I remember going to my local Neiman-Marcus one day in 2007. The head of the fragrance department was excited to see me because she had a new line to show me. I was taken to a counter where a row of brown bottles with round gold-colored orbs on top. This was my introduction to Tom Ford Private Blends. It is hard to underestimate the influence this would exert over the fragrance market. It defined the ultra-luxe sector. They also defined a Tom Ford fragrance aesthetic. As he and Karyn Khoury would creatively direct a kind of boldness which would become a defining trend of the noughts. Over time I would own all those initial releases and many of the ones which followed.
Like many brands the most recent releases have shown an evolution. I like many of them. Lost Cherry is a good example of how that early aesthetic remains in place without becoming stale. There have been attempts to reach out to the newer perfume consumers who perhaps enjoy a lighter style. Even those still had that Tom Ford-ness present. When I received my sample of Tom Ford Private Blend Ebene Fume it felt like the past and present were in the bottle.
One of the things that was great about the early releases was the highlighting of an ingredient that was given a luxurious setting. In Ebene Fume perfumer Rodrigo Flores-Roux features the wood of palo santo as the focal point. This wood has seen some popularity in niche perfumery over the last few years. It has a scent profile which is like sandalwood. In the areas where it is indigenous it is seen as an instrument in religious rituals. Sr. Flores-Roux sees the parallel between burning palo santo and incense to create the nucleus of this.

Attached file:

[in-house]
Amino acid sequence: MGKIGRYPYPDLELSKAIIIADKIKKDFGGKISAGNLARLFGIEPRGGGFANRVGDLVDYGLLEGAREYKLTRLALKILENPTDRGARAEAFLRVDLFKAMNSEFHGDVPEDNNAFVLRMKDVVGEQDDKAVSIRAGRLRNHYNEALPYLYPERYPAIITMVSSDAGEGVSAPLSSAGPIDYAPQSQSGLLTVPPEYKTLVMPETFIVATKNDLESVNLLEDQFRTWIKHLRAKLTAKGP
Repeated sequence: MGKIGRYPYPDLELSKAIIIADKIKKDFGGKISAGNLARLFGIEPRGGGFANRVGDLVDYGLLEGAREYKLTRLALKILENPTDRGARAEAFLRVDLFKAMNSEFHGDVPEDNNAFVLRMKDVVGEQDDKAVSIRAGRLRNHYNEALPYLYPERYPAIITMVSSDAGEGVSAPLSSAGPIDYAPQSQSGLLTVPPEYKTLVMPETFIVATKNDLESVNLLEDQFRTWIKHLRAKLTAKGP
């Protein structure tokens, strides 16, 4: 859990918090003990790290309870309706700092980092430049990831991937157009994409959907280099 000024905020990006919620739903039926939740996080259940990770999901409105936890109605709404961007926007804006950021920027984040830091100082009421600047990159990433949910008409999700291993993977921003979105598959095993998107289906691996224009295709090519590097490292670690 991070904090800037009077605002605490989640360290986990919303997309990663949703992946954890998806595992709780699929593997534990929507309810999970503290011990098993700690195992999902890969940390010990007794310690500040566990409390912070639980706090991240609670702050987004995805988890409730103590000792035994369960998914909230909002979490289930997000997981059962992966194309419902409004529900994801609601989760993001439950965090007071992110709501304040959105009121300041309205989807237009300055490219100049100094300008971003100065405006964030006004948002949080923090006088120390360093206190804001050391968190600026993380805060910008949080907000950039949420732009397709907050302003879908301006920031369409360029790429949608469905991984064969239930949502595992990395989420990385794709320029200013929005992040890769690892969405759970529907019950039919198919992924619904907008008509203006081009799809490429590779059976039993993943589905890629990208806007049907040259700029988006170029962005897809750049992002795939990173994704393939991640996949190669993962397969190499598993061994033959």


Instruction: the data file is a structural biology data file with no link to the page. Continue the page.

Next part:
Both are present in the beginning. Twin spirals of resin and wood which form a central double helix. In the earliest going there is a subtle theme of green running through things. Thyme, papyrus, and violet leaves add a noticeable accentuation to the main ingredients. Osmanthus serves as a bridge to a sturdy leather accord. The palo santo and incense swirl around it. Then a simple piece turns this transcendent.
Cade oil is a perfume ingredient I usually curse inwardly when I see it on an ingredient list. In the hands of amateurs, it is a headache inducing sledgehammer which obliterates anything it is around. Sr. Flores-Roux is a maestro who knows the right amount can change everything. In this case the cade oil acts as the flame underneath a pyramid of palo santo and incense. I could imagine flames licking at the woods and resins. This is all perfectly balanced. It is this single addition which elevates Ebene Fume.
Ebene Fume has 12-14 hour longevity and average sillage.
This will make long time Private Blend fans think of the past and there is some of that. There is also a dose of the present as a more modern ingredient is given the Private Blend treatment. What it confirms is after fourteen years and seventy perfumes there is no lack of imagination here.
Disclosure: This review is based on a sample from Tom Ford Beauty.